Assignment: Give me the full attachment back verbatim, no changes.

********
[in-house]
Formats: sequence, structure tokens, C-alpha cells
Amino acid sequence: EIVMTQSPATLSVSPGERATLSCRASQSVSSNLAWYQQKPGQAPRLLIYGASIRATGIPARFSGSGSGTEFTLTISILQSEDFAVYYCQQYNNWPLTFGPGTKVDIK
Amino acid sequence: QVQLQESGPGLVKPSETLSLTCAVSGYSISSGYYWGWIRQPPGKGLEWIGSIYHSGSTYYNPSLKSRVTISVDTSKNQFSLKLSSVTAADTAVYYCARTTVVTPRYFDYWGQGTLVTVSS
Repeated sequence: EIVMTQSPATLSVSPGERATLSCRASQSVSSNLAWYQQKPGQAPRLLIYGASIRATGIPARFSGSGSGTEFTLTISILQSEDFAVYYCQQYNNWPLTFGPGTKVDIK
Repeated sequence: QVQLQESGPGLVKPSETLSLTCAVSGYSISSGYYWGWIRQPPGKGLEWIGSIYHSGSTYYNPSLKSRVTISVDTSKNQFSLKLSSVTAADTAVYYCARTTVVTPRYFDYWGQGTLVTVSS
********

[in-house]
Formats: sequence, structure tokens, C-alpha cells
Amino acid sequence: EIVMTQSPATLSVSPGERATLSCRASQSVSSNLAWYQQKPGQAPRLLIYGASIRATGIPARFSGSGSGTEFTLTISILQSEDFAVYYCQQYNNWPLTFGPGTKVDIK
Amino acid sequence: QVQLQESGPGLVKPSETLSLTCAVSGYSISSGYYWGWIRQPPGKGLEWIGSIYHSGSTYYNPSLKSRVTISVDTSKNQFSLKLSSVTAADTAVYYCARTTVVTPRYFDYWGQGTLVTVSS
Repeated sequence: EIVMTQSPATLSVSPGERATLSCRASQSVSSNLAWYQQKPGQAPRLLIYGASIRATGIPARFSGSGSGTEFTLTISILQSEDFAVYYCQQYNNWPLTFGPGTKVDIK
Repeated sequence: QVQLQESGPGLVKPSETLSLTCAVSGYSISSGYYWGWIRQPPGKGLEWIGSIYHSGSTYYNPSLKSRVTISVDTSKNQFSLKLSSVTAADTAVYYCARTTVVTPRYFDYWGQGTLVTVSS